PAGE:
Prehistoric women was up to 16% stronger than today’s boat crews.
The first study to compare ancient and living female bones shows that women from early agricultural eras had stronger arms than the rowers of Cambridge University’s famously competitive boat club. Here, lead author Dr Alison Macintosh from Cambridge University’s Department of Archaeology discusses the research. She believes the findings suggest a “hidden history” of gruelling manual labour performed by women that stretched across millennia.
Until now, bioarchaeological investigations of past behaviour have interpreted women’s bones solely through direct comparison to those of men. However, male bones respond to strain in a more visibly dramatic way than female bones.
The Cambridge scientists say this has resulted in the systematic underestimation of the nature and scale of the physical demands borne by women in prehistory.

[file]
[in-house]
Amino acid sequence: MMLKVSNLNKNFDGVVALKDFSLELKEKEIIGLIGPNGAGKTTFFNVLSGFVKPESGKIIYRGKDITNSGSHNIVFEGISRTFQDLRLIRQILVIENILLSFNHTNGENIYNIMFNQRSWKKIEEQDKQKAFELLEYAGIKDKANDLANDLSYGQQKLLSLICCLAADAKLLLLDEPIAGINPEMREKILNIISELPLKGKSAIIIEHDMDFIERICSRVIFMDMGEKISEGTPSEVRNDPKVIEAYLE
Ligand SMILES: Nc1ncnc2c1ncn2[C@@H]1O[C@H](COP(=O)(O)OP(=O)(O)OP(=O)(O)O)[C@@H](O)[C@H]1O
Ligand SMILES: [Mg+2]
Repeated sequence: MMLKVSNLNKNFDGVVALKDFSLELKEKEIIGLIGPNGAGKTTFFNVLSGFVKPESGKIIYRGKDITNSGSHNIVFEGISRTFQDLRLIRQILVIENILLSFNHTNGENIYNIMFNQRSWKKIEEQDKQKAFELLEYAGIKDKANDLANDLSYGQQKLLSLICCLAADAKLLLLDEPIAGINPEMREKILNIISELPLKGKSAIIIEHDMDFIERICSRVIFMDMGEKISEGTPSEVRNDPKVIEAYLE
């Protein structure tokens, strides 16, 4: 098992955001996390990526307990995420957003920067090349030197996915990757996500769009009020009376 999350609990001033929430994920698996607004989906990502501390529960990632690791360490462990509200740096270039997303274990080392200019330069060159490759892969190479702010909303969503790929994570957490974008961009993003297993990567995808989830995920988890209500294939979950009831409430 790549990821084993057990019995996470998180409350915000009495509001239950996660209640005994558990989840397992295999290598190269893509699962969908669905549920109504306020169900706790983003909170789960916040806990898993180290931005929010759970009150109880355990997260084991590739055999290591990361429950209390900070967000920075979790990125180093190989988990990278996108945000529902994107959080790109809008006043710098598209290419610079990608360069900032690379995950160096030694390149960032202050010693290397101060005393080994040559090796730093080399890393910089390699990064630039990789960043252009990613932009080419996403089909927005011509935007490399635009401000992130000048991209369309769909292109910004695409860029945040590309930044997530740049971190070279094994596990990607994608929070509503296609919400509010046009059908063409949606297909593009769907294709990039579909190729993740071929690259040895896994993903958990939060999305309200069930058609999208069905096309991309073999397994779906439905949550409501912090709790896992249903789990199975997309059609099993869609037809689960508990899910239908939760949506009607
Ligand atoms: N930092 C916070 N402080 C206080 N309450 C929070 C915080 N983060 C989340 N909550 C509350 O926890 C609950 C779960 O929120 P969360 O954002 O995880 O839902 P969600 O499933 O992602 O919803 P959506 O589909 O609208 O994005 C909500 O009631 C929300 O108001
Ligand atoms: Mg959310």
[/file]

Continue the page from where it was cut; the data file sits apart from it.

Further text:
“This is the first study to actually compare prehistoric female bones to those of living women,” said Dr Alison Macintosh, lead author of the study published today in the journal Science Advances.
“By interpreting women’s bones in a female-specific context we can start to see how intensive, variable and laborious their behaviours were, hinting at a hidden history of women’s work over thousands of years.”
source University of Cambridge
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